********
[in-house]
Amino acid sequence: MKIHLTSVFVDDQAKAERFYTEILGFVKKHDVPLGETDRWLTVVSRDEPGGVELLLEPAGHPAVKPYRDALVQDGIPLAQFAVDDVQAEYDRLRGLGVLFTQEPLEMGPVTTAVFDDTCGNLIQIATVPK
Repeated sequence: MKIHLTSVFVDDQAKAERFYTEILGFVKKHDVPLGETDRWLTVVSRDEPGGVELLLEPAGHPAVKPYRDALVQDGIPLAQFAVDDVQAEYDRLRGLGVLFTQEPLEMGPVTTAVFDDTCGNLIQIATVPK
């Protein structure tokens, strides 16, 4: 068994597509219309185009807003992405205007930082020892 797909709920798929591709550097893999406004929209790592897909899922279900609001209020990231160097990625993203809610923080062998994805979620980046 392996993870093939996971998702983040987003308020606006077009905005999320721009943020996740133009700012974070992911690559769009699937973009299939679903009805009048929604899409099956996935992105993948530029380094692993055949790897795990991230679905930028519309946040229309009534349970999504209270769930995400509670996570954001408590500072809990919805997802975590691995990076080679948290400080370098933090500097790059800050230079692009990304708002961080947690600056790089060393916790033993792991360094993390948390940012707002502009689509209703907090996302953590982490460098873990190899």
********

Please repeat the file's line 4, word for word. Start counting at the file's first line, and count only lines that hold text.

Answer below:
């Protein structure tokens, strides 16, 4: 068994597509219309185009807003992405205007930082020892 797909709920798929591709550097893999406004929209790592897909899922279900609001209020990231160097990625993203809610923080062998994805979620980046 392996993870093939996971998702983040987003308020606006077009905005999320721009943020996740133009700012974070992911690559769009699937973009299939679903009805009048929604899409099956996935992105993948530029380094692993055949790897795990991230679905930028519309946040229309009534349970999504209270769930995400509670996570954001408590500072809990919805997802975590691995990076080679948290400080370098933090500097790059800050230079692009990304708002961080947690600056790089060393916790033993792991360094993390948390940012707002502009689509209703907090996302953590982490460098873990190899």